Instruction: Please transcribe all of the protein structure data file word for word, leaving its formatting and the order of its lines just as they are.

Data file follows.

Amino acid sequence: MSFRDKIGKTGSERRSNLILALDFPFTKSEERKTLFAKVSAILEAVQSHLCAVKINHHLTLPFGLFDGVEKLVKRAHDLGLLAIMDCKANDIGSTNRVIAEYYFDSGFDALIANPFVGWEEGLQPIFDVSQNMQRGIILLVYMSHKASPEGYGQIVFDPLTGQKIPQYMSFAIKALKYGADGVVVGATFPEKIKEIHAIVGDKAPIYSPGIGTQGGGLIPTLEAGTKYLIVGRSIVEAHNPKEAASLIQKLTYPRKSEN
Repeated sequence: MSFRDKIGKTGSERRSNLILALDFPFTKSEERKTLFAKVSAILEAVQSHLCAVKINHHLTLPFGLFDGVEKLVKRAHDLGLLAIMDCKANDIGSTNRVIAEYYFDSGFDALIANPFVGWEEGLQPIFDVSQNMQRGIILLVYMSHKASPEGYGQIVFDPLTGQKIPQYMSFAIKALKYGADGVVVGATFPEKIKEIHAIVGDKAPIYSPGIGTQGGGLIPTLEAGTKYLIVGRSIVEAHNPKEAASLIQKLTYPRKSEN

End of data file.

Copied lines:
Amino acid sequence: MSFRDKIGKTGSERRSNLILALDFPFTKSEERKTLFAKVSAILEAVQSHLCAVKINHHLTLPFGLFDGVEKLVKRAHDLGLLAIMDCKANDIGSTNRVIAEYYFDSGFDALIANPFVGWEEGLQPIFDVSQNMQRGIILLVYMSHKASPEGYGQIVFDPLTGQKIPQYMSFAIKALKYGADGVVVGATFPEKIKEIHAIVGDKAPIYSPGIGTQGGGLIPTLEAGTKYLIVGRSIVEAHNPKEAASLIQKLTYPRKSEN
Repeated sequence: MSFRDKIGKTGSERRSNLILALDFPFTKSEERKTLFAKVSAILEAVQSHLCAVKINHHLTLPFGLFDGVEKLVKRAHDLGLLAIMDCKANDIGSTNRVIAEYYFDSGFDALIANPFVGWEEGLQPIFDVSQNMQRGIILLVYMSHKASPEGYGQIVFDPLTGQKIPQYMSFAIKALKYGADGVVVGATFPEKIKEIHAIVGDKAPIYSPGIGTQGGGLIPTLEAGTKYLIVGRSIVEAHNPKEAASLIQKLTYPRKSEN